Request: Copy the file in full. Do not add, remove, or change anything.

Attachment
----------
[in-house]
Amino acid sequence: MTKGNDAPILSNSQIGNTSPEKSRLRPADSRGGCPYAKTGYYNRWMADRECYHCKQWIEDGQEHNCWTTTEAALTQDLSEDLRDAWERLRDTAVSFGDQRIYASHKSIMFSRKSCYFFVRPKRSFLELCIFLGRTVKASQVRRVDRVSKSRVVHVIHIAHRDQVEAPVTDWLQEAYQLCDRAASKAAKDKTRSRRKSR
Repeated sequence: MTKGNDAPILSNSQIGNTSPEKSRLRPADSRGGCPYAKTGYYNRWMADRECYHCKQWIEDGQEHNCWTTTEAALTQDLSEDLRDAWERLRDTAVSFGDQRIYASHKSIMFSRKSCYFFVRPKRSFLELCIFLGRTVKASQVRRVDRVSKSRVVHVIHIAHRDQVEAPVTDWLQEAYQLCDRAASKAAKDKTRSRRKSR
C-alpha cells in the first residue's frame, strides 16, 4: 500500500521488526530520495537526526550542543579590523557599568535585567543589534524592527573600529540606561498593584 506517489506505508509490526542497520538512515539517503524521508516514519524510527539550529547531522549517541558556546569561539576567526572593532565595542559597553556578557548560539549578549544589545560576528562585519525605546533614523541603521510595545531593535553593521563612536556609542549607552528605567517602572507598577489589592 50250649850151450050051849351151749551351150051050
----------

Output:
[in-house]
Amino acid sequence: MTKGNDAPILSNSQIGNTSPEKSRLRPADSRGGCPYAKTGYYNRWMADRECYHCKQWIEDGQEHNCWTTTEAALTQDLSEDLRDAWERLRDTAVSFGDQRIYASHKSIMFSRKSCYFFVRPKRSFLELCIFLGRTVKASQVRRVDRVSKSRVVHVIHIAHRDQVEAPVTDWLQEAYQLCDRAASKAAKDKTRSRRKSR
Repeated sequence: MTKGNDAPILSNSQIGNTSPEKSRLRPADSRGGCPYAKTGYYNRWMADRECYHCKQWIEDGQEHNCWTTTEAALTQDLSEDLRDAWERLRDTAVSFGDQRIYASHKSIMFSRKSCYFFVRPKRSFLELCIFLGRTVKASQVRRVDRVSKSRVVHVIHIAHRDQVEAPVTDWLQEAYQLCDRAASKAAKDKTRSRRKSR
C-alpha cells in the first residue's frame, strides 16, 4: 500500500521488526530520495537526526550542543579590523557599568535585567543589534524592527573600529540606561498593584 506517489506505508509490526542497520538512515539517503524521508516514519524510527539550529547531522549517541558556546569561539576567526572593532565595542559597553556578557548560539549578549544589545560576528562585519525605546533614523541603521510595545531593535553593521563612536556609542549607552528605567517602572507598577489589592 50250649850151450050051849351151749551351150051050